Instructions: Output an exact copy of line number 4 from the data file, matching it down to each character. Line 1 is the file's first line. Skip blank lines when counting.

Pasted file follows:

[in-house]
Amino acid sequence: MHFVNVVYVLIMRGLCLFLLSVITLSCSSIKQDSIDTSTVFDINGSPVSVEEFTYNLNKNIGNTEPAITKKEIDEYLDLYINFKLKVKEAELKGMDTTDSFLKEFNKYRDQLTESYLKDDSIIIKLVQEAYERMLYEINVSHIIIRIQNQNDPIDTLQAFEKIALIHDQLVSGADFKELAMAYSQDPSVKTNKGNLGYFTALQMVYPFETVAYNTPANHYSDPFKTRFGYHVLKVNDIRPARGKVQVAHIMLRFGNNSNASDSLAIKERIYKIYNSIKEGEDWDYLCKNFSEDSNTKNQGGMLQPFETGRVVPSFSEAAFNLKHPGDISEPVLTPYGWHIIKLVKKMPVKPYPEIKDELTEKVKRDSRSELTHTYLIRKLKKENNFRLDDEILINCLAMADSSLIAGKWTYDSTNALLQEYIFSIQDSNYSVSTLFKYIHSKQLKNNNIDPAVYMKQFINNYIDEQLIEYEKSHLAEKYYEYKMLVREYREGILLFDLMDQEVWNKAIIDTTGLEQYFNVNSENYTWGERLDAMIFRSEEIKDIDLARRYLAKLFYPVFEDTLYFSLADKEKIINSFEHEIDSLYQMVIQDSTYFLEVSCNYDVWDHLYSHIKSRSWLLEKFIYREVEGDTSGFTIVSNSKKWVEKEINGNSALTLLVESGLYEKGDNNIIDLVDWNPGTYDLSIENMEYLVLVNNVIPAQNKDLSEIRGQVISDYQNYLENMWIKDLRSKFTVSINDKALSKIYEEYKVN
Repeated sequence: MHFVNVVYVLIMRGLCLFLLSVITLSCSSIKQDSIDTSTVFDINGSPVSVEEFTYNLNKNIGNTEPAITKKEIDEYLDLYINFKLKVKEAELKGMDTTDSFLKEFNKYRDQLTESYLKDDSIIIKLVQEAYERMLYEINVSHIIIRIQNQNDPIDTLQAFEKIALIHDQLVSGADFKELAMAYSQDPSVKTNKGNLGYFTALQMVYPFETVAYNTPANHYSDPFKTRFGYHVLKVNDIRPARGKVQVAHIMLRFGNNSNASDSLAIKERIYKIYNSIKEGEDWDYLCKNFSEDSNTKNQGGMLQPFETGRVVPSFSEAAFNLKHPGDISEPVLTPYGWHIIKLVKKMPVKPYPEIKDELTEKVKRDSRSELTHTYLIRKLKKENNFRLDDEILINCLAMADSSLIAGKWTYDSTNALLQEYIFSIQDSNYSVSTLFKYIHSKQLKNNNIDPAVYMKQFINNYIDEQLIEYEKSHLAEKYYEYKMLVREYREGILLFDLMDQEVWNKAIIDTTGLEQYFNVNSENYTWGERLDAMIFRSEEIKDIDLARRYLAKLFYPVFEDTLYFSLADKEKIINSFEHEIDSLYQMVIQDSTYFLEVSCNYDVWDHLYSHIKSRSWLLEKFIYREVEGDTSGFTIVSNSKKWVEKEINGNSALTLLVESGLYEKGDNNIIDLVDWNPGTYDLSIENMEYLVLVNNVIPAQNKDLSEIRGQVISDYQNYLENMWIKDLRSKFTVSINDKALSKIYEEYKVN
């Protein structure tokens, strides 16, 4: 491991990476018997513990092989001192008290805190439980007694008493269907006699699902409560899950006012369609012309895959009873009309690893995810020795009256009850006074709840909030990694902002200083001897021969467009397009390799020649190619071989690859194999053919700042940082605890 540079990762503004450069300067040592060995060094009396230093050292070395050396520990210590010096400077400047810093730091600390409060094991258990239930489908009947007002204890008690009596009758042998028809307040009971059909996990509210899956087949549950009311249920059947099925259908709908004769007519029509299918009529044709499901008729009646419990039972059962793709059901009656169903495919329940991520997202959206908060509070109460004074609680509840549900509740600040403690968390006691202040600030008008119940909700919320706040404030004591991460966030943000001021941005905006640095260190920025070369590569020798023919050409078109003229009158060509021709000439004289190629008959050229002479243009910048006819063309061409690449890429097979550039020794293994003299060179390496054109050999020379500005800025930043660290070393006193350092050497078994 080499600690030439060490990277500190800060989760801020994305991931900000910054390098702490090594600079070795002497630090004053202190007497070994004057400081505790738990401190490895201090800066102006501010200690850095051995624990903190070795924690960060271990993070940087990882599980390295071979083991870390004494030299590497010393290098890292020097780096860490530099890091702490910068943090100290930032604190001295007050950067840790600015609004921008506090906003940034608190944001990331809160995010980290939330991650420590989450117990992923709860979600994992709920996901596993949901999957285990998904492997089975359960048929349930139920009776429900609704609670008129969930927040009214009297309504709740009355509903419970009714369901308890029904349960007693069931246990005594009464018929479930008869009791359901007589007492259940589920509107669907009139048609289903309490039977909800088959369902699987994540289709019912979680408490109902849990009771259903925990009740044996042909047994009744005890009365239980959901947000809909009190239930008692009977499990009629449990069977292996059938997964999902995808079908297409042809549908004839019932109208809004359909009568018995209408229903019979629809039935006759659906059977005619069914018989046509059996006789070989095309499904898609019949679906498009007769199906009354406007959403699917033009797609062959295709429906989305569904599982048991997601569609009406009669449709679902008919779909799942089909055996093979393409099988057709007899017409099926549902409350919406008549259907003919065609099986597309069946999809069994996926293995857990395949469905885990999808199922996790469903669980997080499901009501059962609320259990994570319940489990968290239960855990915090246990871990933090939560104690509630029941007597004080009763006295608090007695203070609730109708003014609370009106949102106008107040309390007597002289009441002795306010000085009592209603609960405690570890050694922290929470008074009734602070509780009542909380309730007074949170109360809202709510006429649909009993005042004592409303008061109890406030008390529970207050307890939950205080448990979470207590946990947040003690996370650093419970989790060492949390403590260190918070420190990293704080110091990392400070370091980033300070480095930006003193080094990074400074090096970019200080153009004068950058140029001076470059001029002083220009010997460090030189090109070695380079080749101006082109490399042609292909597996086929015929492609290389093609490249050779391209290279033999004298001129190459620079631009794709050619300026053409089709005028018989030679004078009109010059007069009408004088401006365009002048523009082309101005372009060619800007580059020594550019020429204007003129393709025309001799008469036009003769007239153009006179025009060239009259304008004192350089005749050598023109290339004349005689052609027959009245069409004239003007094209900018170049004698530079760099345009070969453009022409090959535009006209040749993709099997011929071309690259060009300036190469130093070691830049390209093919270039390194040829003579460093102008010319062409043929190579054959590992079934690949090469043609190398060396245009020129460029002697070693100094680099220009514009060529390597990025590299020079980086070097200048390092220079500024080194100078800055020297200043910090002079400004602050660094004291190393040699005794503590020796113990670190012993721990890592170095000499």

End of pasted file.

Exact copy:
């Protein structure tokens, strides 16, 4: 491991990476018997513990092989001192008290805190439980007694008493269907006699699902409560899950006012369609012309895959009873009309690893995810020795009256009850006074709840909030990694902002200083001897021969467009397009390799020649190619071989690859194999053919700042940082605890 540079990762503004450069300067040592060995060094009396230093050292070395050396520990210590010096400077400047810093730091600390409060094991258990239930489908009947007002204890008690009596009758042998028809307040009971059909996990509210899956087949549950009311249920059947099925259908709908004769007519029509299918009529044709499901008729009646419990039972059962793709059901009656169903495919329940991520997202959206908060509070109460004074609680509840549900509740600040403690968390006691202040600030008008119940909700919320706040404030004591991460966030943000001021941005905006640095260190920025070369590569020798023919050409078109003229009158060509021709000439004289190629008959050229002479243009910048006819063309061409690449890429097979550039020794293994003299060179390496054109050999020379500005800025930043660290070393006193350092050497078994 080499600690030439060490990277500190800060989760801020994305991931900000910054390098702490090594600079070795002497630090004053202190007497070994004057400081505790738990401190490895201090800066102006501010200690850095051995624990903190070795924690960060271990993070940087990882599980390295071979083991870390004494030299590497010393290098890292020097780096860490530099890091702490910068943090100290930032604190001295007050950067840790600015609004921008506090906003940034608190944001990331809160995010980290939330991650420590989450117990992923709860979600994992709920996901596993949901999957285990998904492997089975359960048929349930139920009776429900609704609670008129969930927040009214009297309504709740009355509903419970009714369901308890029904349960007693069931246990005594009464018929479930008869009791359901007589007492259940589920509107669907009139048609289903309490039977909800088959369902699987994540289709019912979680408490109902849990009771259903925990009740044996042909047994009744005890009365239980959901947000809909009190239930008692009977499990009629449990069977292996059938997964999902995808079908297409042809549908004839019932109208809004359909009568018995209408229903019979629809039935006759659906059977005619069914018989046509059996006789070989095309499904898609019949679906498009007769199906009354406007959403699917033009797609062959295709429906989305569904599982048991997601569609009406009669449709679902008919779909799942089909055996093979393409099988057709007899017409099926549902409350919406008549259907003919065609099986597309069946999809069994996926293995857990395949469905885990999808199922996790469903669980997080499901009501059962609320259990994570319940489990968290239960855990915090246990871990933090939560104690509630029941007597004080009763006295608090007695203070609730109708003014609370009106949102106008107040309390007597002289009441002795306010000085009592209603609960405690570890050694922290929470008074009734602070509780009542909380309730007074949170109360809202709510006429649909009993005042004592409303008061109890406030008390529970207050307890939950205080448990979470207590946990947040003690996370650093419970989790060492949390403590260190918070420190990293704080110091990392400070370091980033300070480095930006003193080094990074400074090096970019200080153009004068950058140029001076470059001029002083220009010997460090030189090109070695380079080749101006082109490399042609292909597996086929015929492609290389093609490249050779391209290279033999004298001129190459620079631009794709050619300026053409089709005028018989030679004078009109010059007069009408004088401006365009002048523009082309101005372009060619800007580059020594550019020429204007003129393709025309001799008469036009003769007239153009006179025009060239009259304008004192350089005749050598023109290339004349005689052609027959009245069409004239003007094209900018170049004698530079760099345009070969453009022409090959535009006209040749993709099997011929071309690259060009300036190469130093070691830049390209093919270039390194040829003579460093102008010319062409043929190579054959590992079934690949090469043609190398060396245009020129460029002697070693100094680099220009514009060529390597990025590299020079980086070097200048390092220079500024080194100078800055020297200043910090002079400004602050660094004291190393040699005794503590020796113990670190012993721990890592170095000499």